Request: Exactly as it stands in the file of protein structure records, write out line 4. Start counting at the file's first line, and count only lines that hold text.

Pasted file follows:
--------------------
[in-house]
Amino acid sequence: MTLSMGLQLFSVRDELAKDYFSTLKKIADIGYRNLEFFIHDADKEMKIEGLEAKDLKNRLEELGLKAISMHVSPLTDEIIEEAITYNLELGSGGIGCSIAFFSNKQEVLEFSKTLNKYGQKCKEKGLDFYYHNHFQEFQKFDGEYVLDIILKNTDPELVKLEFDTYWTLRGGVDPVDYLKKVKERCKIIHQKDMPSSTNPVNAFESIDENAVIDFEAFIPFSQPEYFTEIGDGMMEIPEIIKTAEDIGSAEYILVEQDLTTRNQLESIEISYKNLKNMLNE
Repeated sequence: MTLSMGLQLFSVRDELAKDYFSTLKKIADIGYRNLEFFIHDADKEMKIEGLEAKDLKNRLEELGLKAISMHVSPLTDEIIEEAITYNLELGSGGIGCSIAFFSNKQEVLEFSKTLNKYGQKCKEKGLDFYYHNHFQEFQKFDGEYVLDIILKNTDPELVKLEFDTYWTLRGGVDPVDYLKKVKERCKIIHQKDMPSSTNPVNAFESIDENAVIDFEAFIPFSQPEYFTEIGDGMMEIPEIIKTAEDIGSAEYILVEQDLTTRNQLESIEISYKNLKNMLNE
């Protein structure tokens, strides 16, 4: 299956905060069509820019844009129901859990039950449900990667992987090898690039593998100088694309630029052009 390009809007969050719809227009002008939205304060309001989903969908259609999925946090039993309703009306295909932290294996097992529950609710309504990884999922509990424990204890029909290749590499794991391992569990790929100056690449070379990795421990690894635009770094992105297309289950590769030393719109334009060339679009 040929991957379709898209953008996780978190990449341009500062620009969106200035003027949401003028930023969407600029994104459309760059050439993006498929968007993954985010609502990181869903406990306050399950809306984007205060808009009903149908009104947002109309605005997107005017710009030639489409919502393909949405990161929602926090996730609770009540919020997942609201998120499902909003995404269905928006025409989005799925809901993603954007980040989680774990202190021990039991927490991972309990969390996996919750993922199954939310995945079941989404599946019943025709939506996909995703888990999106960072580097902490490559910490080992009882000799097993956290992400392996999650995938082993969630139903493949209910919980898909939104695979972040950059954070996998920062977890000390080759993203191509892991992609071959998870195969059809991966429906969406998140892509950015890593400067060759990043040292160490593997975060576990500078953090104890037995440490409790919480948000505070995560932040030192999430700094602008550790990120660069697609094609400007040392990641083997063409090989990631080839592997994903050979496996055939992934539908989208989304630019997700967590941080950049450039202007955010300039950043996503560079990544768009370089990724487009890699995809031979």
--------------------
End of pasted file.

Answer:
């Protein structure tokens, strides 16, 4: 299956905060069509820019844009129901859990039950449900990667992987090898690039593998100088694309630029052009 390009809007969050719809227009002008939205304060309001989903969908259609999925946090039993309703009306295909932290294996097992529950609710309504990884999922509990424990204890029909290749590499794991391992569990790929100056690449070379990795421990690894635009770094992105297309289950590769030393719109334009060339679009 040929991957379709898209953008996780978190990449341009500062620009969106200035003027949401003028930023969407600029994104459309760059050439993006498929968007993954985010609502990181869903406990306050399950809306984007205060808009009903149908009104947002109309605005997107005017710009030639489409919502393909949405990161929602926090996730609770009540919020997942609201998120499902909003995404269905928006025409989005799925809901993603954007980040989680774990202190021990039991927490991972309990969390996996919750993922199954939310995945079941989404599946019943025709939506996909995703888990999106960072580097902490490559910490080992009882000799097993956290992400392996999650995938082993969630139903493949209910919980898909939104695979972040950059954070996998920062977890000390080759993203191509892991992609071959998870195969059809991966429906969406998140892509950015890593400067060759990043040292160490593997975060576990500078953090104890037995440490409790919480948000505070995560932040030192999430700094602008550790990120660069697609094609400007040392990641083997063409090989990631080839592997994903050979496996055939992934539908989208989304630019997700967590941080950049450039202007955010300039950043996503560079990544768009370089990724487009890699995809031979």